City works in frigid temps to stay on track with Toledo Waterway - News, Weather, Sports, Toledo, OH

City works in frigid temps to stay on track with Toledo Waterways Initiative

(Source: WTOL) (Source: WTOL)
TOLEDO, OH (WTOL) -

Even though many of the waterways in our area are frozen over, the city of Toledo is working through the frigid temperatures to stay on track with its efforts to reduce the amount of untreated sewage over flow that ends up in the Maumee River.

Two of the largest projects will be the downtown Basin and the Joe E. Brown Park.

The program administrator says this basin is crucial in protecting the Maumee River from sewage runoff in large storm events.

The project will also redirect some of the tunneling that runs under the streets of downtown.

"108 inch large diameter tunnel that is to go down water street between the basin and the existing downtown tunnel system,” said Julie Cousino, program administrator at the City of Toledo. “So, that tunnel is to start shortly for that project."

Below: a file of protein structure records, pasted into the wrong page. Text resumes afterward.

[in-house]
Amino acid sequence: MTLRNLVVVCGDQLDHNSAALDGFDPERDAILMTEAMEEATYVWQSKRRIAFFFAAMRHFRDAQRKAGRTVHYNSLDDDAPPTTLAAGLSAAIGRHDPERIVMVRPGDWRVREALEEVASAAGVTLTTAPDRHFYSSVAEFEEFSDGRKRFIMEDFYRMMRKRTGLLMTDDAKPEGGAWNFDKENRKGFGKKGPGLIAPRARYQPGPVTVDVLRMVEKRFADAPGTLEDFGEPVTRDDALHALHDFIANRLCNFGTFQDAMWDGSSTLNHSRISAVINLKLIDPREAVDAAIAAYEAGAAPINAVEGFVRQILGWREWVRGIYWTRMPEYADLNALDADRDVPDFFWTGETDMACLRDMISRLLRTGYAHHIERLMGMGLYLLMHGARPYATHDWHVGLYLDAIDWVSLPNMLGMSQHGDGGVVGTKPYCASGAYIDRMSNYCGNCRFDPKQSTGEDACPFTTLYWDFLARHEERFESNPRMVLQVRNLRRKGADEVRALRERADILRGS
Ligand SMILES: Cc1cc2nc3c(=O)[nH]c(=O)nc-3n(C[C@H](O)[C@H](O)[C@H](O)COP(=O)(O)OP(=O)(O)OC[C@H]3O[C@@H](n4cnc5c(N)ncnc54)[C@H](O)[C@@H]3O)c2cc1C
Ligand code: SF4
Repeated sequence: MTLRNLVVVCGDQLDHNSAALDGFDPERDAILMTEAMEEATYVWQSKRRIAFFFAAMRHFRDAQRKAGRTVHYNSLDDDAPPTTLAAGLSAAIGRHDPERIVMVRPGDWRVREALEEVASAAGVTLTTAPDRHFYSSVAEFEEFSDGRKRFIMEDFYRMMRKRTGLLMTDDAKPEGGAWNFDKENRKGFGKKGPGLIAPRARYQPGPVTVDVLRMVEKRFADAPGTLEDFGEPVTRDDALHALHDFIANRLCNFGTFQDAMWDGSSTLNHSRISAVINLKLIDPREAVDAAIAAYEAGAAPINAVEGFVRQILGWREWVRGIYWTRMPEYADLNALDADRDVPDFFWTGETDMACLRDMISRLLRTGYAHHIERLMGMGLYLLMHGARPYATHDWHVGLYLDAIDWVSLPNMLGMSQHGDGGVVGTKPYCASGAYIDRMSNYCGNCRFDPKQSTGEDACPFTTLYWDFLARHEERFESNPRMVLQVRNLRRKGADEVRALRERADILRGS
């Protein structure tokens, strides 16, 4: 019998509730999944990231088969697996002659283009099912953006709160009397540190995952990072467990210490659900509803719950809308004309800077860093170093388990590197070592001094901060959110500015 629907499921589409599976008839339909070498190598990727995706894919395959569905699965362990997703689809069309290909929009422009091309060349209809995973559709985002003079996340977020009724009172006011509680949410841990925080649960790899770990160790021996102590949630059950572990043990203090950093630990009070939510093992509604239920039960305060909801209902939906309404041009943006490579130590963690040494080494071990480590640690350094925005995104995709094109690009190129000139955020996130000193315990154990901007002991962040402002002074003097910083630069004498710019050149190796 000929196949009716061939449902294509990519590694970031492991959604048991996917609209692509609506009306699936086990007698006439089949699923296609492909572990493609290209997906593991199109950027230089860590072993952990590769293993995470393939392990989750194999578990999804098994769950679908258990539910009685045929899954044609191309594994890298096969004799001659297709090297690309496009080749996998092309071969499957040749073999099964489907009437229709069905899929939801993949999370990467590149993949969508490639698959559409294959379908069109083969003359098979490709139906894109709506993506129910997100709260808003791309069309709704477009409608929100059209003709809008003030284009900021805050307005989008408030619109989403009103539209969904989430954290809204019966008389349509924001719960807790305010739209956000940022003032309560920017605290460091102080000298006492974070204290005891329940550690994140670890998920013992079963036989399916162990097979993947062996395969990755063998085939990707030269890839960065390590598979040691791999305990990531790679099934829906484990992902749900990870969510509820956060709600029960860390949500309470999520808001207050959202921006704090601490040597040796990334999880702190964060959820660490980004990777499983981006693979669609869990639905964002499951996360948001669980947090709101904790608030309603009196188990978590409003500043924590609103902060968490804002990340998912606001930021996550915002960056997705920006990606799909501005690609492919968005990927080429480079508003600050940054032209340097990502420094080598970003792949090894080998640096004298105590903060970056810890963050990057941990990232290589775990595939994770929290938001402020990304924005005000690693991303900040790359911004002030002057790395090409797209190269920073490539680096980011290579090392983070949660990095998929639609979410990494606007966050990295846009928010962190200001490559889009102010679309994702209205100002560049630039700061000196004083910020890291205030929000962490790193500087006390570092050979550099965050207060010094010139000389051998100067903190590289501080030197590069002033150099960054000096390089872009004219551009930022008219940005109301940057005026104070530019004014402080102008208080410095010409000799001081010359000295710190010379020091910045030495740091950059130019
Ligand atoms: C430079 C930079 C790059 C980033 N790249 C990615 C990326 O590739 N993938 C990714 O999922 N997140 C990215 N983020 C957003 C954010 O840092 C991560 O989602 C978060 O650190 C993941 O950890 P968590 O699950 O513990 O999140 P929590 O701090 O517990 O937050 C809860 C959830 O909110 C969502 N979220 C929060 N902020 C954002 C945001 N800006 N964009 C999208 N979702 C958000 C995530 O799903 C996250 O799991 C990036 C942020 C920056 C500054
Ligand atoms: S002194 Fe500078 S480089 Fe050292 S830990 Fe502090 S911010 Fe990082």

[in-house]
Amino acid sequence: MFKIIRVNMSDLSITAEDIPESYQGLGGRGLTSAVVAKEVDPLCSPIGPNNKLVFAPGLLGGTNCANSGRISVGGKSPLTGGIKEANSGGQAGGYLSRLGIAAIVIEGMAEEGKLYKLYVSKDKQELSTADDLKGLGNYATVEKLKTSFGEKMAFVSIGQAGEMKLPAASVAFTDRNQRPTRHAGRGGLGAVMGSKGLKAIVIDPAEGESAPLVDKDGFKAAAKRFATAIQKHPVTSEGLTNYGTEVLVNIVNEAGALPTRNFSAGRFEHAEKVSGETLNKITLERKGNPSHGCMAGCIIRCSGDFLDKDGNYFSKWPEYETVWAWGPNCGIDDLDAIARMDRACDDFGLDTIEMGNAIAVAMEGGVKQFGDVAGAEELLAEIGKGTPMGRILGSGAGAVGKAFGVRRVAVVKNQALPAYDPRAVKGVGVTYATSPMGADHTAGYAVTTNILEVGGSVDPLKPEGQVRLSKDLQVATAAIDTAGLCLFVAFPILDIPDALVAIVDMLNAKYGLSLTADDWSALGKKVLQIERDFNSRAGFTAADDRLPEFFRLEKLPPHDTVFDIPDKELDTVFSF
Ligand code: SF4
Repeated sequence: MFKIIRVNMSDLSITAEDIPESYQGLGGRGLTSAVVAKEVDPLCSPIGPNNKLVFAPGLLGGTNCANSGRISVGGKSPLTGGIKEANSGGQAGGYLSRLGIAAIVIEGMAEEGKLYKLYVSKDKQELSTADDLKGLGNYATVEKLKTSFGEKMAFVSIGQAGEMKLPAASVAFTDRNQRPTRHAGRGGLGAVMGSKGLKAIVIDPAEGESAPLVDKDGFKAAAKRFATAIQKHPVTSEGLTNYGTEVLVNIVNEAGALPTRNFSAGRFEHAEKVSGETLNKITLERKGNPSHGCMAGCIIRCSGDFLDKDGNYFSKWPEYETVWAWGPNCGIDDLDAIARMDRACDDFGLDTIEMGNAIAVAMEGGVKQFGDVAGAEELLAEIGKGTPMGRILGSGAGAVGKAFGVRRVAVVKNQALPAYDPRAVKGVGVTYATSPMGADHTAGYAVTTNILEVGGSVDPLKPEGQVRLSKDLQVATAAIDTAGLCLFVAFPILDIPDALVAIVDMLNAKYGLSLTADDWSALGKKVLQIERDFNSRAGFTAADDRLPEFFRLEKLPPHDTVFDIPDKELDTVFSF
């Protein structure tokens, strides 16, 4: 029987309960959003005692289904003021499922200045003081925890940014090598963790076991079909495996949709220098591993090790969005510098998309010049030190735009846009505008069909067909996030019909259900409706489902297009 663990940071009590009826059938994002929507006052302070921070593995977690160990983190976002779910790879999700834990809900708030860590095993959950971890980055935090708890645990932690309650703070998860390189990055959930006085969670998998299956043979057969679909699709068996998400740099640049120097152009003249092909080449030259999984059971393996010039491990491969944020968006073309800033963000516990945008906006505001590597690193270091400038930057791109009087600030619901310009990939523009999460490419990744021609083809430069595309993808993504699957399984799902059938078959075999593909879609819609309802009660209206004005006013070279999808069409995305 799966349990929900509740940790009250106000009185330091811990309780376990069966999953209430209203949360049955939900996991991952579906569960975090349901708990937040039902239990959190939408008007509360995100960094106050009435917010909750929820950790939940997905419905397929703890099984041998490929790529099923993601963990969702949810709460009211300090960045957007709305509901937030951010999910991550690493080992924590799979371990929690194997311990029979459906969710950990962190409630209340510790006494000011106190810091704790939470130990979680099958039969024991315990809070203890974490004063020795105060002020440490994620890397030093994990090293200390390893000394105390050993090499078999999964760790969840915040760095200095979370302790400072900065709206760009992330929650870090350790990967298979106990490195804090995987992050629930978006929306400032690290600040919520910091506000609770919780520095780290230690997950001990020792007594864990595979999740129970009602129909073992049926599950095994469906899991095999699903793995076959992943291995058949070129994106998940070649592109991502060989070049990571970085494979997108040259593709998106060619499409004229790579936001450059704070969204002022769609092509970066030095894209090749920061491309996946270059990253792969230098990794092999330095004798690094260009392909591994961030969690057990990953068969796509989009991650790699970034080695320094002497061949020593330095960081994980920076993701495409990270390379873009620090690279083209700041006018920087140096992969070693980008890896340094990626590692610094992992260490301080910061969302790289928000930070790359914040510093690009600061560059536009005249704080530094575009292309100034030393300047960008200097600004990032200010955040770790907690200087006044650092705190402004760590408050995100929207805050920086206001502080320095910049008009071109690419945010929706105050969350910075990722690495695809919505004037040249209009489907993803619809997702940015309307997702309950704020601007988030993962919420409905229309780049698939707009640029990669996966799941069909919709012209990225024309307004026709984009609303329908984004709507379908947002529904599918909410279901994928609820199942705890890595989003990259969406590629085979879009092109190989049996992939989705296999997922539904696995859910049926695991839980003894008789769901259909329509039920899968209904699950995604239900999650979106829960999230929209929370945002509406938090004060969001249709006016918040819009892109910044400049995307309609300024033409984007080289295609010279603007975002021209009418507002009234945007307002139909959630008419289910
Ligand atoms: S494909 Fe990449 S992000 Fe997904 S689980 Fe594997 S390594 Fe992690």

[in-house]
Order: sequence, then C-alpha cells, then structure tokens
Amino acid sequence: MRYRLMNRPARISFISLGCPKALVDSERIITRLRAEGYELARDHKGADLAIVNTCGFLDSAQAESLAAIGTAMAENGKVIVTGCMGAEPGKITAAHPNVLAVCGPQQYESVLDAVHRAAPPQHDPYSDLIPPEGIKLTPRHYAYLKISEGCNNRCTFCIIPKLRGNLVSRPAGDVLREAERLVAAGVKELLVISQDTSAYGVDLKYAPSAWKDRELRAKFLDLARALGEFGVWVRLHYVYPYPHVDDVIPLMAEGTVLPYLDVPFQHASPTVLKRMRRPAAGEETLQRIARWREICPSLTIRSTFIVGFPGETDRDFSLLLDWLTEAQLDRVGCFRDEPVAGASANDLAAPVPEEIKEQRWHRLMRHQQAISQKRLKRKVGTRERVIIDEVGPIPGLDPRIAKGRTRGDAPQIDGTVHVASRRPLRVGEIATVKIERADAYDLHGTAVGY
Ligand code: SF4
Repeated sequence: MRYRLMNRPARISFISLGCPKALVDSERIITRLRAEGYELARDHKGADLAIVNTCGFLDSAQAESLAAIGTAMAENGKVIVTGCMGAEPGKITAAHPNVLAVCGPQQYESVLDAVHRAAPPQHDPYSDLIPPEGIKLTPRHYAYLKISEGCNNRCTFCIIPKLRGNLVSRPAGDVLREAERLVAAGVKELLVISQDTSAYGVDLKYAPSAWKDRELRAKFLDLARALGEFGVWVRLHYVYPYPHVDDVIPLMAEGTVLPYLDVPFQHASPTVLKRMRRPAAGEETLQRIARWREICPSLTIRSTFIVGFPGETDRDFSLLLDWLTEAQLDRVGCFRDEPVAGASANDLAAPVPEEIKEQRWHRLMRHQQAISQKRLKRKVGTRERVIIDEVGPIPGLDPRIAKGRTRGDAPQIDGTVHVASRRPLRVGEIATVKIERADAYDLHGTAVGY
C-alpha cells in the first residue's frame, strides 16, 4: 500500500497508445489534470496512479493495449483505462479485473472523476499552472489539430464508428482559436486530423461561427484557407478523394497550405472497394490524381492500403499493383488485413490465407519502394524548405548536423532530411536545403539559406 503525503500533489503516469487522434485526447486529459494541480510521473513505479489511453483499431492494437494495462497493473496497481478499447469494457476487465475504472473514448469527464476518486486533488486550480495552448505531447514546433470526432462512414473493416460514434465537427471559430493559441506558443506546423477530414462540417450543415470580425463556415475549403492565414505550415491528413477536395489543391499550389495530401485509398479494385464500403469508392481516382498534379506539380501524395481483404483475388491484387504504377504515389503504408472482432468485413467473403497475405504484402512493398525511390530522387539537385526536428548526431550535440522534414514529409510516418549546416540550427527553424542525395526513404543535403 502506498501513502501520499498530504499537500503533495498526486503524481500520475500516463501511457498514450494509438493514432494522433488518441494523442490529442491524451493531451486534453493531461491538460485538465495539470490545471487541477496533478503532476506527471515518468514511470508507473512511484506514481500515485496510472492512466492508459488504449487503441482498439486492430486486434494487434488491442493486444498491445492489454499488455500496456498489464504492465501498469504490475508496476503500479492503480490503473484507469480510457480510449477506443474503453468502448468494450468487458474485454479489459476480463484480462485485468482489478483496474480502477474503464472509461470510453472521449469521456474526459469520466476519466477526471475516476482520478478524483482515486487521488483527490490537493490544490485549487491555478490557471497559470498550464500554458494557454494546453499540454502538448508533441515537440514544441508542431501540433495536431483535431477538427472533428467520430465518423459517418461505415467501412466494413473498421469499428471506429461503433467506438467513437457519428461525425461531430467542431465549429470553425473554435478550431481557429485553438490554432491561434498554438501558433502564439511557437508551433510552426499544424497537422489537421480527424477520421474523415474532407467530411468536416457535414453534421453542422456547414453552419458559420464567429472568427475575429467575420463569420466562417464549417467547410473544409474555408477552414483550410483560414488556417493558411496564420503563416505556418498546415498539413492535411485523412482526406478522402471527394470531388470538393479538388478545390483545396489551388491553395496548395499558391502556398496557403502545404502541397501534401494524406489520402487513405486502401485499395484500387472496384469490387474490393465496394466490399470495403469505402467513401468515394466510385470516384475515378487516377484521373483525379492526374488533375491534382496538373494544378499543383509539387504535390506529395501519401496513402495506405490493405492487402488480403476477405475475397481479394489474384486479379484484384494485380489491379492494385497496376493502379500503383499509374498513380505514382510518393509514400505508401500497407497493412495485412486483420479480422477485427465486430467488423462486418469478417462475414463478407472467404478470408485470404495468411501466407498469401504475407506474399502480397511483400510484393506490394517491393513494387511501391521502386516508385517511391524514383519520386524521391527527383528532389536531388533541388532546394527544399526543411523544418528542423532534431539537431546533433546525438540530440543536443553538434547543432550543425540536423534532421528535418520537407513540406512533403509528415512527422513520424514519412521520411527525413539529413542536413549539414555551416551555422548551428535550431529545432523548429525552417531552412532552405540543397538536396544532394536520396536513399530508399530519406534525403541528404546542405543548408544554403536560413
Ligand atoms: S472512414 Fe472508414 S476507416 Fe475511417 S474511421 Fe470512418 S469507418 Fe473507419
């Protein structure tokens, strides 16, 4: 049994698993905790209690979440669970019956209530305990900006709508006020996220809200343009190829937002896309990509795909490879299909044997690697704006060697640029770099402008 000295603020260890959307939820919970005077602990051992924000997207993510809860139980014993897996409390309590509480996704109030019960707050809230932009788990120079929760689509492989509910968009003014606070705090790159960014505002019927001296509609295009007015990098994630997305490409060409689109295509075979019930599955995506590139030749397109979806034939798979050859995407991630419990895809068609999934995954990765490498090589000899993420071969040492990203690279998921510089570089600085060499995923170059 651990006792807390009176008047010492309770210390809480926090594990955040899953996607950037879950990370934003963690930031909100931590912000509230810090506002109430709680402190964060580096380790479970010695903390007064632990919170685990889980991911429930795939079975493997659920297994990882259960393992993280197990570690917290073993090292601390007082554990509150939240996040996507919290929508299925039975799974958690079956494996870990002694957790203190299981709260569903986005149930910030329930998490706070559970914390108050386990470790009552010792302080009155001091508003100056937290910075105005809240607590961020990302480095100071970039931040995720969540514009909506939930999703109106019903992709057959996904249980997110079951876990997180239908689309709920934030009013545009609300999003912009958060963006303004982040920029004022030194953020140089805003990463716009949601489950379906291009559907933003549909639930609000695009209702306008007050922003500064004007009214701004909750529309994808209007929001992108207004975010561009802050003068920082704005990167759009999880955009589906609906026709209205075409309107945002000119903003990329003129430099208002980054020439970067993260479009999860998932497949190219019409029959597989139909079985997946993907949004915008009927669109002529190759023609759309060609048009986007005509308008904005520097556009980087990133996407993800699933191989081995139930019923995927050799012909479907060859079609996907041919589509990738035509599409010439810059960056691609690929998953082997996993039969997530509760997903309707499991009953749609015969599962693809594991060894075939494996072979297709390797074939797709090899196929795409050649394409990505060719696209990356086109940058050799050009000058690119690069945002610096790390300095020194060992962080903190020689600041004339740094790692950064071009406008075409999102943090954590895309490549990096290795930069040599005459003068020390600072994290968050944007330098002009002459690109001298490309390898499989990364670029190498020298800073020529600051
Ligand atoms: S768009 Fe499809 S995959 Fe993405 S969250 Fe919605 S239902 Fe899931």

When the tunneling and redirecting is complete, one of the outpours into the Maumee River will be complete.

When the underground basin is complete in 2020, above ground will allow for more green space.

"And the bike path from Summit down across the corner, there to the intersection of Olive and Water Street, so we will be continuing the bike path, we are hoping to continue throughout the city," Cousino said.

The largest project that is just months away from being complete is the Joe E. Brown Park. That is where a 36.3-million-gallon basin and pump station was built to keep water out of the Ottawa River.

Cousino said the park will be a great addition to the community.

"Roller hockey rink two tennis courts. Have new playground equipment for that and a new lighted baseball diamond,” said Cousino "We are excited to have the high schools use that and the federation ball league."

All of these "extras" for the community are just a small part of the bigger picture that's hard to see know when the waterways are frozen but when finished 650 million gallons of combined sewer overflow will be removed annually from our waterways.

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